They came, they saw, the did nothing else. They’re stage direction.
The last character to define is the one who only comes on stage once, isn’t really acknowledged by any other character and never shows up again. That’s a stage direction character.
Do they show up once and never again?
The children pulled back when Tommy picked up the…”
Most readers who read the above want to know what Tommy picked up. The reason some of you want to know Tommy picked up is because “The children pulled back” and humans, because of the way we’re designed, want to know what’s causing defensive reactions (pulling back is a defensive, flight based reaction).
Continue reading “Characters Part 5 – Stage Direction Characters”
A worthy read for authors regardless of genre
On Writing Science Fiction
is about writing science fiction only as a topic, not as a focus. Somewhere in the book is a money-line about the book teaching writing first, fiction writing second and writing science fiction last.
Quite true and accurate! This book is a gem for anyone who wants to write. Don’t worry about the genre aspect, it’s a great study.
Continue reading “On Writing Science Fiction: The Editors Strike Back”
Nobody cares who the masked man is if he doesn’t use his gun.
Are they noticed then forgotten?
Does a character not have a name but is noticed by primary or main characters? That’s a minor character. Minor characters show up once or twice in a story but interact with the primary and main characters to reveal something the author wants to reader to know.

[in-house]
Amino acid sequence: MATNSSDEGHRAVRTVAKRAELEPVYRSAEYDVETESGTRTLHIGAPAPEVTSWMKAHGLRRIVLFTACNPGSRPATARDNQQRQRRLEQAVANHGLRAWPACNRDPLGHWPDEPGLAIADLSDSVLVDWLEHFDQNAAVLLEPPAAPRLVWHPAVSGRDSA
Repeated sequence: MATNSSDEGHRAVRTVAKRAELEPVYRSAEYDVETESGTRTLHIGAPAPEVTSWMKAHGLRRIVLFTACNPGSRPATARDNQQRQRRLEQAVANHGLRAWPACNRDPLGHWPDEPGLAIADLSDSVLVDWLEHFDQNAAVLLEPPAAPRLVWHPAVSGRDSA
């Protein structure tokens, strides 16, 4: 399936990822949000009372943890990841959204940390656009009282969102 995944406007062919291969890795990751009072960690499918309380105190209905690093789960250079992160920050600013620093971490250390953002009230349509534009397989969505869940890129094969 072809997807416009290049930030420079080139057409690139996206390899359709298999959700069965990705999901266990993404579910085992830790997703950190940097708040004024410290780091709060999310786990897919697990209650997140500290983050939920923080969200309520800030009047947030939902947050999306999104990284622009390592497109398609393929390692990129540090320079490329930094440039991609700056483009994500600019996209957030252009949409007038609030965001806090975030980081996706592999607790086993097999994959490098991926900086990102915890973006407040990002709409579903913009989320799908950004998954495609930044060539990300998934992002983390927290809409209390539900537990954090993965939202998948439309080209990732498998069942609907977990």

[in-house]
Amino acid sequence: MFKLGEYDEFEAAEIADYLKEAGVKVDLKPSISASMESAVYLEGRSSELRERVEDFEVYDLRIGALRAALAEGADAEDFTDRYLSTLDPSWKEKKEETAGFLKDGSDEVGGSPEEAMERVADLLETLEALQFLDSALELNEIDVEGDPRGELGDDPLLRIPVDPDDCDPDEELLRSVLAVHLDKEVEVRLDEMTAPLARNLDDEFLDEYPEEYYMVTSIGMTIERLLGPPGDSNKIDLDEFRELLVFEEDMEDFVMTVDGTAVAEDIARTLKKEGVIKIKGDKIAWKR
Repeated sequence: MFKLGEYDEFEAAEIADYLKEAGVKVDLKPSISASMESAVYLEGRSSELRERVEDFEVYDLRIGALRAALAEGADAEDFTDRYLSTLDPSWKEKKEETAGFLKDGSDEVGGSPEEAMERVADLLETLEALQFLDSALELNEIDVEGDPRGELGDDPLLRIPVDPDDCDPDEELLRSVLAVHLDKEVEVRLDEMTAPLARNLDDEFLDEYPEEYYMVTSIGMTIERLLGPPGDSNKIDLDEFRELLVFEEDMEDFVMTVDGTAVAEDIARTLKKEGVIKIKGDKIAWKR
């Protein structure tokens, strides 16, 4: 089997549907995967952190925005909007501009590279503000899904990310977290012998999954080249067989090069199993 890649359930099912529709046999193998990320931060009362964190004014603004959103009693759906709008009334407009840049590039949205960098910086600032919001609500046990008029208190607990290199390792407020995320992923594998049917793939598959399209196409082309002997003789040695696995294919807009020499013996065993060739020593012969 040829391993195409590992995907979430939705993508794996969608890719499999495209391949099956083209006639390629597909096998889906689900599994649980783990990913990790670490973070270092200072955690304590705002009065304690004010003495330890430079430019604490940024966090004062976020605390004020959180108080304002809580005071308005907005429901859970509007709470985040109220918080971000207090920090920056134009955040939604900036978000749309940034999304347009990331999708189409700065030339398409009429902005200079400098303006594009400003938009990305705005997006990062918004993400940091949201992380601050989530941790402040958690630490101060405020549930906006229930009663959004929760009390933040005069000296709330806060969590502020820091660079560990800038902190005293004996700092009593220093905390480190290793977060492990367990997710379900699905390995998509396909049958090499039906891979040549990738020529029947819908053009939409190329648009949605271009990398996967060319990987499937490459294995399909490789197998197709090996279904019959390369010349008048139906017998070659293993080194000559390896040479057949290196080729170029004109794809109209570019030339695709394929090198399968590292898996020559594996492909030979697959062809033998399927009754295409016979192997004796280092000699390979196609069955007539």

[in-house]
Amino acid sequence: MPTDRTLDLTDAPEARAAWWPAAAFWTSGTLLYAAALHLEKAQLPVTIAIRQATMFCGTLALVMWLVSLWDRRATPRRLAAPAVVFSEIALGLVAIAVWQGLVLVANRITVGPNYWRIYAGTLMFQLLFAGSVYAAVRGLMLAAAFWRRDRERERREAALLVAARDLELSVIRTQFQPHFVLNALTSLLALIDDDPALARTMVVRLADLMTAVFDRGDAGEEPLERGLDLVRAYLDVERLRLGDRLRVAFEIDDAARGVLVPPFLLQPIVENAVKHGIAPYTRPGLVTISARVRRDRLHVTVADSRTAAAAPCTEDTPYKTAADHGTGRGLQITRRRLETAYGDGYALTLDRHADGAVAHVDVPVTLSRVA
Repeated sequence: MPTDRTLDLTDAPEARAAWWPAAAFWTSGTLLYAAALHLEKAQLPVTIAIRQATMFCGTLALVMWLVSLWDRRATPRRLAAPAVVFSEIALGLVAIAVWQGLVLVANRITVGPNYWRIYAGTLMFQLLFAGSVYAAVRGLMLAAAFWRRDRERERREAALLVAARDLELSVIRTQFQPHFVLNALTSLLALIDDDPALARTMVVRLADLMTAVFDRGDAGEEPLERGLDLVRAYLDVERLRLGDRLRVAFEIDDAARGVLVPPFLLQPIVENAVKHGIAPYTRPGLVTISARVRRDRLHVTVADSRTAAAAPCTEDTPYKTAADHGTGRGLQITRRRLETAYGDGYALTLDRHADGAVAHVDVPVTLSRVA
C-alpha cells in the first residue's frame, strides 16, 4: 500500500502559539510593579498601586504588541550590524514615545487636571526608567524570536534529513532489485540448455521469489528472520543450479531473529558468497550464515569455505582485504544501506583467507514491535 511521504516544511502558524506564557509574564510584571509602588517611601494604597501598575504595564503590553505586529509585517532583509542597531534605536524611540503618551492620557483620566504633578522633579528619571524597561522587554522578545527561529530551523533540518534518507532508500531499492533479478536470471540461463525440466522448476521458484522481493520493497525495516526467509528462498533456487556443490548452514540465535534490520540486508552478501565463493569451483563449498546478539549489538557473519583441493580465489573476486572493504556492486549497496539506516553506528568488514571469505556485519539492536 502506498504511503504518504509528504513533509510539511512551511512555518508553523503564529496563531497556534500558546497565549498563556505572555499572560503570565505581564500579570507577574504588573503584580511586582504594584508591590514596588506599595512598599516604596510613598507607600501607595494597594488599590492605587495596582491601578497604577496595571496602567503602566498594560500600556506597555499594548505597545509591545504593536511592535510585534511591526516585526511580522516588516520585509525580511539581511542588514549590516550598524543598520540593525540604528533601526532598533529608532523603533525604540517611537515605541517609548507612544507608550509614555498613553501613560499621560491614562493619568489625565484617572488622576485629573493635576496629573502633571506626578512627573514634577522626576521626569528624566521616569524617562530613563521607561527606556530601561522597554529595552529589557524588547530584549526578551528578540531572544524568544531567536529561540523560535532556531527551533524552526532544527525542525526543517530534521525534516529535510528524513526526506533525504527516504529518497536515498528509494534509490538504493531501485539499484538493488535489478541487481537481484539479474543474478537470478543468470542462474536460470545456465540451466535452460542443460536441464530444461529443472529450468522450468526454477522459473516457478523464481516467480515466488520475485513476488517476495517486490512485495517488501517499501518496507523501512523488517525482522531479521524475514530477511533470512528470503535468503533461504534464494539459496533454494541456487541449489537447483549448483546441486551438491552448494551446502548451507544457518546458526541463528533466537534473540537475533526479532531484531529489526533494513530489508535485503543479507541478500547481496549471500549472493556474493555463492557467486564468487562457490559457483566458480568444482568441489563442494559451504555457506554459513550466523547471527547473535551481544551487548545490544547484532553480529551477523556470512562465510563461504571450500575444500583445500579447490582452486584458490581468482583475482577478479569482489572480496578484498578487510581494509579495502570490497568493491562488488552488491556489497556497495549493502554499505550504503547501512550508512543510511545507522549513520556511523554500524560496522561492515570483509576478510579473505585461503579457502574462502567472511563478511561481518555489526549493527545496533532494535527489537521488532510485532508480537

Continue reading “Characters Part 4 – Minor Characters”
Do they get a name? Are they uniquely described or identified?
Does a character provide focus but not often? Do other characters in the story know them by name or by some unique attribute or description?
Any character that gets a name or is unique description/identification is at least secondary and perhaps primary.
Any named character becomes important due to human psychology; describe someone as “a waiter” and we’ve described their function, describe someone as “Bobbie the waiter” and we’ve given them an identity.
Continue reading “Characters Part 3 – Secondary Characters”
What these people doing on these pages?
This is the third installment in a series I’m doing on StoryCrafting. We started with Revision and followed that with Characters Part 1 – Main, Principal, Central.
One of the comments I often get regarding my novel Empty Sky is the number of primary characters it contains.
Yes! You know those characters that are neither main protagonist nor main antagonist yet without whom your story wouldn’t exist? Those are what I call primary characters. A working story with only two characters (and those two characters better be your protagonist and antagonist) is going to be either brilliant or short and perhaps both. Often those two characters needs to be complex to make the story interesting. A story with only one or two characters of only one- or two-dimensions that’s interesting…well, I haven’t read one (and am open to suggestion).
Continue reading “Characters Part 2 – Primary Characters”